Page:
Under no circumstances should anyone try to put these legally binding agreements together without legal counsel. They are worth their weight in gold to everyone involved.

Is it Time To Add an Associate?

To identify whether there is a need for a new optometrist to join your practice, begin by looking at your numbers. As you review your weekly and monthly statistics, do you see your patient base growing or shrinking?

Measure that base by comparing your practice's established and new patient exams this year versus last year. Use both the complete and intermediate exams to determine this.

As you review the numbers, ask yourself, “Am I seeing more new patients this year than last?” If the answer is no, and you are booked three or more weeks in advance, this is a good indicator that you should add a new associate to your practice.

Next, answer this set of questions:

■ Have you been in practice five to 10 years?
■ Are you booked weeks in advance and having difficulty fitting new patients in to your schedule in a timely manner?
■ Are you looking to improve your balance between family time and the practice?

When you can answer yes to the above questions, it’s probably time to explore the option of adding an associate.

The Value of Your Practice (Part 1 of 2)

Most doctors go through a long process of deciding what to look for when buying a practice. Unfortunately, during their four years of professional education, there isn’t much covered on the business aspects of purchasing a practice or the realities of ownership. The answers to these concerns will ultimately be premised on one thing: the determination of what a practice is worth.

REALISTIC VALUATION  Over the last several years, the value of optometric practices has declined. Twenty-five years ago, a standard rule of thumb for evaluating practices would be some multiple of gross revenue. It was quite common to expect one year’s gross revenue—meaning that if I had a $600,000 practice, I would expect to sell it for nearly $600,000.

Over the last two decades traditional valuation formulas no longer apply, and the real intrinsic value is closer to 50% or 60% of a year’s collected revenue. An optometric practice is like any business—it is worth a combination of only two things: assets and earnings. It might be helpful to have a common understanding of what optometric assets and earnings really represent. In the following few paragraphs, we’ll look at the commonly accepted formulas used to appraise an optometric practice.

DEFINING ASSETS  First, assets are either tangible or intangible. Tangible assets would include items such as ophthalmic equipment, computers, frame inventory, contact lens inventory, furnishings, and supplies. Some examples of intangible assets would be goodwill or a covenant not to compete. In my experience, the ophthalmic equipment—a large part of any optometric practice asset base—is the most difficult for which to determine value.

Hard tangible assets can be valued using one of three methodologies: book value, replacement value, or fair market value. An understanding of what these terms mean will help you get a better grasp of what these assets are worth.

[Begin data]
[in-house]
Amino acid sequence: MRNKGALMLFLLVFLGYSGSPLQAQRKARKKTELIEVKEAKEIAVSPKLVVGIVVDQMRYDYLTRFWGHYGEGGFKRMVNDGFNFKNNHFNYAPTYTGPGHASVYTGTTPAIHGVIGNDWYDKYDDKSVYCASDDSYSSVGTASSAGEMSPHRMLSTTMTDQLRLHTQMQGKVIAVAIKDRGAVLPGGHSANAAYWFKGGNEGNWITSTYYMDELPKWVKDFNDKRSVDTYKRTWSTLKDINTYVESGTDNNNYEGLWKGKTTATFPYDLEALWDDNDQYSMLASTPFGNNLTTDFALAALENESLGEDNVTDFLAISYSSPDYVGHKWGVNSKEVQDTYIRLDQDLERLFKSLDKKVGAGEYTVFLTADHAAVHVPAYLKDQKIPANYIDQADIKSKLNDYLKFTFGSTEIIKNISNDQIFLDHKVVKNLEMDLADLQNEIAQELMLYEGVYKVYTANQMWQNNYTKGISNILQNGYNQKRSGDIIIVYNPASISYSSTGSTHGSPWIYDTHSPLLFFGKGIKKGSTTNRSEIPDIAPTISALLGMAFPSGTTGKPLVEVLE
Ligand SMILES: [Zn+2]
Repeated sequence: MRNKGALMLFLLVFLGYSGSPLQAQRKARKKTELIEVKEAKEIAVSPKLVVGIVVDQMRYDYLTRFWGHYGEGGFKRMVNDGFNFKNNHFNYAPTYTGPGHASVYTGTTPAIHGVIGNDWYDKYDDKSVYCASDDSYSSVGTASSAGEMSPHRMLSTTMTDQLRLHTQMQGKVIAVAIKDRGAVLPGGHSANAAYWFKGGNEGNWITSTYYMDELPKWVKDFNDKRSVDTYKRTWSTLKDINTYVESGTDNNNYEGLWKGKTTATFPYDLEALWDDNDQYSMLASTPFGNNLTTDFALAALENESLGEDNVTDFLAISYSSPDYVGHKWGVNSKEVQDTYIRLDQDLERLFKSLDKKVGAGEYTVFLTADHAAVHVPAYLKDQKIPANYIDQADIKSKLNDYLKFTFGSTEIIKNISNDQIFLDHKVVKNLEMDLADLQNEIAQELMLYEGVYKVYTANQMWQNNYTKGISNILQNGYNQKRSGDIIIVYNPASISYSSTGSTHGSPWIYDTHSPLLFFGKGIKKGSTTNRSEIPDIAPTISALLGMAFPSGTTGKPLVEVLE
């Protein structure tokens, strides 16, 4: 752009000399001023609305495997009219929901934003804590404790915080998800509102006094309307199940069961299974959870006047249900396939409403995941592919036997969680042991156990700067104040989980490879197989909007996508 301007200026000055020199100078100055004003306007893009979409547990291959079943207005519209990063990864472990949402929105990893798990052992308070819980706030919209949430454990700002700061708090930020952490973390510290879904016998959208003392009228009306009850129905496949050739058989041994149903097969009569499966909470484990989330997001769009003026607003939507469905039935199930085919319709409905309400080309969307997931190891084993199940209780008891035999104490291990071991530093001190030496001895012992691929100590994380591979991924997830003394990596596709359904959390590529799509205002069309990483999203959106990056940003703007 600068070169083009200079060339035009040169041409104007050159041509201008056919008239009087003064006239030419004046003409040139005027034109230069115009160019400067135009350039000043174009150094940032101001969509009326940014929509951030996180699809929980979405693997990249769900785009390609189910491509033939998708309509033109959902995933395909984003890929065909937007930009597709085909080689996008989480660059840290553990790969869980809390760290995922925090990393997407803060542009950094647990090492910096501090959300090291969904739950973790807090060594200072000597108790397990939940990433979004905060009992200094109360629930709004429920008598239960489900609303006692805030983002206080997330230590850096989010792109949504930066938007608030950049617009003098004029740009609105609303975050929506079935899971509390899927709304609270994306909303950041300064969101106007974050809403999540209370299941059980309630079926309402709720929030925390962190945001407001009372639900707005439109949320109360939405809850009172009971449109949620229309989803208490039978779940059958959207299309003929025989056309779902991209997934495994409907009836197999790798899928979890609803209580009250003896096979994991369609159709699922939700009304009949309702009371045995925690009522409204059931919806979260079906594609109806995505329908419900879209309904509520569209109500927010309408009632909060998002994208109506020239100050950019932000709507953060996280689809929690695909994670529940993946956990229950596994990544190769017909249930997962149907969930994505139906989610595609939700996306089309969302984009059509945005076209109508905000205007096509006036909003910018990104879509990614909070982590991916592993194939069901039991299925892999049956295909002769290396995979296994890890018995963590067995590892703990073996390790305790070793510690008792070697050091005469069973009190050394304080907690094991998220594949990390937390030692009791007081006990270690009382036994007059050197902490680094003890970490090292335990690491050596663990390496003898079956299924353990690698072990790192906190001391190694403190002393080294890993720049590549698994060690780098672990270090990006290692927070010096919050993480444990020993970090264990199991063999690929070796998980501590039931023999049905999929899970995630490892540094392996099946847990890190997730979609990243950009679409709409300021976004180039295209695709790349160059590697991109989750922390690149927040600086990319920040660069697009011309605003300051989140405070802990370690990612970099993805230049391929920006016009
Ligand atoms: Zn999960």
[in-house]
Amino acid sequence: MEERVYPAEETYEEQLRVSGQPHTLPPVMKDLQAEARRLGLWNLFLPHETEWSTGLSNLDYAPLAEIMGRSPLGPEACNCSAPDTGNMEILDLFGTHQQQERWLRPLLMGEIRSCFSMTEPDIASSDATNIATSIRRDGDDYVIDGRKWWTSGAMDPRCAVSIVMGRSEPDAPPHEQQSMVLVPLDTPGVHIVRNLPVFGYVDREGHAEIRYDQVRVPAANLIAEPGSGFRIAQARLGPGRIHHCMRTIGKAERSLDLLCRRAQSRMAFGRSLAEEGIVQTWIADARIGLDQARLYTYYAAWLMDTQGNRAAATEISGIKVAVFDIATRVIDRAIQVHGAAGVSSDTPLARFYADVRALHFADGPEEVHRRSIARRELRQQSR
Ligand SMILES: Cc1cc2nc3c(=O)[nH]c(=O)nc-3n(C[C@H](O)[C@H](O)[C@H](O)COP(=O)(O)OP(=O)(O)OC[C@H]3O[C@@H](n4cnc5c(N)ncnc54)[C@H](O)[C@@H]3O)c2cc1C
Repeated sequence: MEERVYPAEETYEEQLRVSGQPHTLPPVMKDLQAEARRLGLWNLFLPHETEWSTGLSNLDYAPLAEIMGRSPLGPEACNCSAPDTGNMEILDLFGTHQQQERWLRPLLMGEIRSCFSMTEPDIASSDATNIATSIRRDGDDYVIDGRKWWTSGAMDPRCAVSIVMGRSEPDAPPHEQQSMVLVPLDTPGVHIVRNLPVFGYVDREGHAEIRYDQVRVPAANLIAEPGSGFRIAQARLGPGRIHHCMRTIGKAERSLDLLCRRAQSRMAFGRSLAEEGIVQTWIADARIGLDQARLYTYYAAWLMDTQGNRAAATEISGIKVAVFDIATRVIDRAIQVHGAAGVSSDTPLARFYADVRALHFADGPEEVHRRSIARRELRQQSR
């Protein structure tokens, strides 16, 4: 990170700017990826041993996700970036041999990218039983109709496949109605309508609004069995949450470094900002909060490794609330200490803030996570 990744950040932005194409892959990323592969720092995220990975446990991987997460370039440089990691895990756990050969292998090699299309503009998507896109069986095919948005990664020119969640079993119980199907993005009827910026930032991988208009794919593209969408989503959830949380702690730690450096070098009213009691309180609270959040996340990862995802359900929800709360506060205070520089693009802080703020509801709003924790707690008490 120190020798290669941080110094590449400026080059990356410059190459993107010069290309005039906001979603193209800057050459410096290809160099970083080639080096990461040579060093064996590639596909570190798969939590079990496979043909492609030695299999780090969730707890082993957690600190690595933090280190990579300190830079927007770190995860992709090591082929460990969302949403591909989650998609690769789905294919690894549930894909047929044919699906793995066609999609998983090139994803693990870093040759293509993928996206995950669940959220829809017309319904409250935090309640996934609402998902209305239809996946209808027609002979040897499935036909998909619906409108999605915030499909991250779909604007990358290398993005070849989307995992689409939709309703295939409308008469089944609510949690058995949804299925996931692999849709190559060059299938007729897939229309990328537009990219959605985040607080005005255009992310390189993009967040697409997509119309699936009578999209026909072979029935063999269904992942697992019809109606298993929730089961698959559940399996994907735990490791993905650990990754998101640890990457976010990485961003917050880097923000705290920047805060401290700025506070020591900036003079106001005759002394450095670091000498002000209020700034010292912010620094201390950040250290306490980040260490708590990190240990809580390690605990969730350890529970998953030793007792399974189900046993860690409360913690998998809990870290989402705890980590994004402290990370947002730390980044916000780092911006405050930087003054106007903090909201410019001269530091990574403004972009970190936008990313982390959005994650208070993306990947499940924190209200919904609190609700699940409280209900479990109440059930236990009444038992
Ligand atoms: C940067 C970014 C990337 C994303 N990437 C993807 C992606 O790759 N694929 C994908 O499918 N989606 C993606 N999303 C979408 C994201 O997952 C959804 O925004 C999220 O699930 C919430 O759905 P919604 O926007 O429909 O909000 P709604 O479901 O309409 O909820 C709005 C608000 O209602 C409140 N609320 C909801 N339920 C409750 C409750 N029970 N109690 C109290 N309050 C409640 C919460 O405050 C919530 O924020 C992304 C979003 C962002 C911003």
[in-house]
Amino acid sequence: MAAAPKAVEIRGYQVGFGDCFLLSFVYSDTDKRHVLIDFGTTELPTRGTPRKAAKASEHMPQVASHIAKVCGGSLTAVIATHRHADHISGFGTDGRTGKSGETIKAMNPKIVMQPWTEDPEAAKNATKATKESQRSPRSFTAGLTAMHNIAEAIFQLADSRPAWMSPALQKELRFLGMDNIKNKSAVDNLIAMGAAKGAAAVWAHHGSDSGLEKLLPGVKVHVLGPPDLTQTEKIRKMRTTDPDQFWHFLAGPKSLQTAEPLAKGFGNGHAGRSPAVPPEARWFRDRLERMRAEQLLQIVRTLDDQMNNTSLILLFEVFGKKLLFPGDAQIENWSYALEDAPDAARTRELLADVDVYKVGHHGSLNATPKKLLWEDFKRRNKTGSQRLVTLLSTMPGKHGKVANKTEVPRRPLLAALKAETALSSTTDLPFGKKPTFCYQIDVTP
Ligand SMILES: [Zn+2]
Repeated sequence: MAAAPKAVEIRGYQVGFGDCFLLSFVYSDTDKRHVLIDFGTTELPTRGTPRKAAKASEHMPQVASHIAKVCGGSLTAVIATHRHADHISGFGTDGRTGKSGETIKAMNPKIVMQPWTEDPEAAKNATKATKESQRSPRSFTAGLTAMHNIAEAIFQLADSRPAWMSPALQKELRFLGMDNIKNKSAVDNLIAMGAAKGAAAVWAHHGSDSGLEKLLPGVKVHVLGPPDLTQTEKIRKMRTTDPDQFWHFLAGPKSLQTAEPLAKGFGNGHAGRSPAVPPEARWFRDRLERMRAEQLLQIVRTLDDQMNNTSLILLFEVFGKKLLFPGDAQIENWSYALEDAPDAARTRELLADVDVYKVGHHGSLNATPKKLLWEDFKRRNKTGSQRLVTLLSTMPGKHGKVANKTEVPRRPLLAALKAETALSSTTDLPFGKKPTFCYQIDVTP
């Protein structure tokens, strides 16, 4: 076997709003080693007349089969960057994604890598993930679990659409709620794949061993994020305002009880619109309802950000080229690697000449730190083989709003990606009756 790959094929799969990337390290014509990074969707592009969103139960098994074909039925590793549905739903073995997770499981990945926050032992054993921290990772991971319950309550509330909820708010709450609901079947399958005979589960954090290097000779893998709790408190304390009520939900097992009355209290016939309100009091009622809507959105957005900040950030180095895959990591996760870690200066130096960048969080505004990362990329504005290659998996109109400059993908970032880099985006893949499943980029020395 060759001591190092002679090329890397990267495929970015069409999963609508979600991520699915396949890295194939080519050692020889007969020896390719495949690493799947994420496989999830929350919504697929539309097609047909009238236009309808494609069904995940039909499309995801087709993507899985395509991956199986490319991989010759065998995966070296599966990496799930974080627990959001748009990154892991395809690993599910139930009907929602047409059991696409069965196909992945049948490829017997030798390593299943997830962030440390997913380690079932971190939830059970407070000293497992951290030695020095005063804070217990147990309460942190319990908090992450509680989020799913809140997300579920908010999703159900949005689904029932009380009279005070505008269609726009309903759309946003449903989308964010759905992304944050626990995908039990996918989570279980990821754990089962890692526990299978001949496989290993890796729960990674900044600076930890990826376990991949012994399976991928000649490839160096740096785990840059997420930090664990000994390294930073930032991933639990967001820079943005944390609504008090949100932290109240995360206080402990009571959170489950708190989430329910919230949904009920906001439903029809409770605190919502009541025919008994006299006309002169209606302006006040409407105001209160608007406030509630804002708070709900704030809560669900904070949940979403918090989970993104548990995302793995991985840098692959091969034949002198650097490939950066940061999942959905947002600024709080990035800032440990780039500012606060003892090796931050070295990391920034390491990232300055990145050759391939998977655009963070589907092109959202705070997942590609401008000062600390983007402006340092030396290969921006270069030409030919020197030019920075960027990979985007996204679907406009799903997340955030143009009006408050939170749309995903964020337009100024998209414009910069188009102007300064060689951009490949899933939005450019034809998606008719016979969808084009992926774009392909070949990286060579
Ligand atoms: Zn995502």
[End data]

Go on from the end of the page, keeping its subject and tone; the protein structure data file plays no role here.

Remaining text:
BOOK VALUE is simply the value of an asset carried on the books of the business. This value generally is acquisition costs net of accumulated depreciation. For example, if in 1990 you bought a slit lamp for $18,000 and its current accumulated depreciation is $12,000 on the company books, this asset would have a value of $6,000

REPLACEMENT VALUE is the cost of replacing that piece of equipment in today’s market. Using the slit lamp example, if the slit lamp (which was purchased in 1990 for $18,000) was destroyed in a fire and needed to be replaced, its replacement value may be closer to $22,000 or $23,000—the cost of replacing it brand new in today’s market

FAIR MARKET VALUE is the most subjective of the three accounting concepts, especially as it applies to ophthalmic equipment. It is nonetheless the concept that is most often applied to determining the value of hard tangible assets like equipment.

The Value of Your Practice (Part 2 of 2)

WHAT IS GOODWILL WORTH? Once all tangible, physical assets—equipment, frames, contact lenses, etc.—are accounted for, some value needs to be put on the goodwill or “blue sky” of the practice.  Though often misunderstood, goodwill is the expectation of future earnings based on the management skill, know-how, and favorable reputation a business has with its customers or patient base. After an optometric practice is purchased, goodwill is generally transferred to the new doctor, and thus has a rightful place as an intangible asset.

There are many ways to look at the overall value of a practice. Typically, they are the net value of assets, capitalization of earnings, and percentage of revenue stream (though the last is useful mainly for checks and balances for the other two methods).

NET VALUE OF ASSETS is a methodology that determines the net fair market value of the assets previously discussed, including goodwill. Net value of assets, of course, deducts any outstanding debt on the practice at the time of sale.

For example, if a $600,000 practice appraised for $275,000 and is still encumbered by $200,000 of debt, the value of the assets would be $75,000.

In many cases, when an associate doctor buys into an existing practice, he or she may do so through a combination of cash and acquired debt. For example, if I agree to a purchase price of $275,000 to buy a 50% interest, and the practice had $100,000 of outstanding debt, the terms of my buy-in would be $225,000 in cash and $50,000 in acquired debt.

CAPITALIZATION OF EARNINGS values the net earnings of a business as an investment. A cap rate is determined, which is an assumed return on investment for the buyer. Using this methodology, no specific value is determined for the assets, but rather the assets’ ability to produce income.